6. Zo-Zu the Punisher

(Helms 411 Decks, Rank #278; 3,262 Inclusions, 2% of 200,781 Decks)

Even the most competitive tables still have to play lands, so why not punish them for doing so? Zo-Zu the Punisher allows you to do just that a la Ankh of Mishra, along with swinging in for a few damage if for some reason players don’t have the resources available to keep a blocker in play. Can’t imagine why that would be the case…

5. Manabarbs

(4,144 Inclusions, 2% of 200,781 Decks)

Speaking of damaging players just for trying to play the game, Manabarbs! It might not be the most appreciated when you plop it down, so be sure to remind everyone that it’s happening to you, too. That always works, I promise.

But seriously, Manabarbs racks up a lot of damage on players quickly, whether it be them just trying to do what they need to to stay alive or trying to dig down to find some removal for it. Just be careful, because it’s an easy trap for you to fall into, as well!

4. Furnace of Rath

(4,178 Inclusions, 2% of 200,781 Decks)

The original damage-doubler; Furnace of Rath doesn’t care who owns it, it only wants to make sure that everyone dies a bit quicker. It, unfortunately, won’t double Blim’s loss of life trigger for when you give it away, but throw in a couple other entries from this list and it’ll get the work done for you.

3. Rampaging Ferocidon

(4,261 Inclusions, 2% of 200,781 Decks)

“Good enough to be banned in Standard” was pretty much the definition of a staple in the early days of EDH, and at least in the case of Rampaging Ferocidon, that continues to be true. A 3/3 with menace for three mana is already pretty competitive, but players not being able to gain life is an absolute necessity for Group Slug decks. Add some serious damage outside of combat for players trying to find a means to block this feisty little raptor, and Rampaging Ferocidon can more than break the rapid damage parity you’ve created.

2. Sulfuric Vortex

(4,371 Inclusions, 2% of 200,781 Decks)

The original Group Slug card from before it was even a term, Sulfuric Vortex also makes sure that those pesky Orzhov players aren’t messing with the mass arithmetic while also subtracting a couple digits each upkeep. The best part is that, unlike the Howling Mines of the world, your opponents take the damage first!

1. Dictate of the Twin Gods

(7,282 Inclusions, 4% of 200,781 Decks)

Almost doubling Furnace of Rath‘s inclusion count, Dictate of the Twin Gods has the exact same rules text with an extra mana and the word “flash” attached. Turns out that extra word of rules text more than makes up for the higher mana cost, however, as you can easily use this epic red enchantment as a combat trick or a surprise means to take a player out of the game. My absolute favorite thing to do with this card, however, is to make deals around attacks that end a bit differently than the table was expecting!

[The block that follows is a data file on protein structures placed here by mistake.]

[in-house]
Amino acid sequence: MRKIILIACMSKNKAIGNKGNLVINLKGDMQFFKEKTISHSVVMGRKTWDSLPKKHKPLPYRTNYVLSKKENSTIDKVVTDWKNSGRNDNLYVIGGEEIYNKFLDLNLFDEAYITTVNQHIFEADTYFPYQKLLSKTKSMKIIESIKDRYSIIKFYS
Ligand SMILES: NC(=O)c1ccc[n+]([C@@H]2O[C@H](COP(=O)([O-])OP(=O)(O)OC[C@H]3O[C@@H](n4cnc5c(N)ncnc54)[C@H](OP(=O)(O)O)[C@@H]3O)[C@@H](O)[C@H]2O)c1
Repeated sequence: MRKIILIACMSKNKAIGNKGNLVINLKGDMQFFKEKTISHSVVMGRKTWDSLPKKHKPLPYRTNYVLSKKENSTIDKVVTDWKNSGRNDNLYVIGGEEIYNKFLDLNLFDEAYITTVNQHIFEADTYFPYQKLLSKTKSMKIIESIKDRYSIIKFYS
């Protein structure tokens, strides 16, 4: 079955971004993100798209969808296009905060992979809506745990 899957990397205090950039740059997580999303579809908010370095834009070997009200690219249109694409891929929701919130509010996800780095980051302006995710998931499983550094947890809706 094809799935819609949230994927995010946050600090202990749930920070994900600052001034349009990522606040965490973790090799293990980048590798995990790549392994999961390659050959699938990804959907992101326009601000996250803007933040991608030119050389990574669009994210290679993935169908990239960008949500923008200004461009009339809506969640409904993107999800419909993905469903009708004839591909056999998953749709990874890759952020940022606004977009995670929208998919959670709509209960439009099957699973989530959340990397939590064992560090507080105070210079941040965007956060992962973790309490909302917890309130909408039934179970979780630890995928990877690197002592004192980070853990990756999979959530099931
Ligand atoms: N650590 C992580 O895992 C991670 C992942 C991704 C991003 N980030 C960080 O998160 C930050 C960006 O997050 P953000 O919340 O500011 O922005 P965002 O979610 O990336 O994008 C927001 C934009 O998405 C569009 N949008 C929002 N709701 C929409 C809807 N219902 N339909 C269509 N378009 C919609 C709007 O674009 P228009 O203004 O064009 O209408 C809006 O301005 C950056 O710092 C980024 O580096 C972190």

Honorable Mentions

Given that many will be trying to actually build Blim, rather than gush about how much I love Repercussion and add to the word count, it’s probably more useful to just give the rest of the top universal damage effects that will work with him to the crowd at large:

11. Repercussion
12. Ankh of Mishra
13. Citadel of Pain
14. Havoc Festival
15. Seizan, Perverter of Truth
16. Spawn of Mayhem
17. Gibbering Descent
18. Crimson Honor Guard
19. Obosh, the Preypiercer
20. Maralen of the Mornsong


Nuts and Bolts

There always seems to be a bit of interest in how these lists are made (this seems like a good time to stress once again that they are based on EDHREC score, NOT my personal opinion…), and people are often surprised that I’m not using any special data or .json from EDHREC, but rather just muddling my way through with some Scryfall knowledge! For your enjoyment/research, here is this week’s Scryfall search.


What Do You Think?

While I’m sure a lot of folks have still-developing opinions about how they feel about Blim, Comedic Genius, opinions on Group Slug and universal damage effects are probably a bit more developed.

And finally, what are your favorite universal damage effects? How do you feel about White Elephant as a strategy? Are you planning on playing Blim, and if so, are you going the group slug route?

Let us know in the comments, and we’ll see you at the table we know we’re going to have to give up to the draft that starts in 45 minutes. Maybe we’ll be able to sneak a quick game in, though?

Doug has been an avid Magic player since Fallen Empires, when his older brother traded him some epic blue Homarids for all of his Islands. As for Commander, he's been playing since 2010, when he started off by making a two-player oriented G/R Land Destruction deck. Nailed it. In his spare time when he's not playing Magic, writing about Magic or doing his day job, he runs a YouTube channel or two, keeps up a College Football Computer Poll, and is attempting to gif every scene of the Star Wars prequels.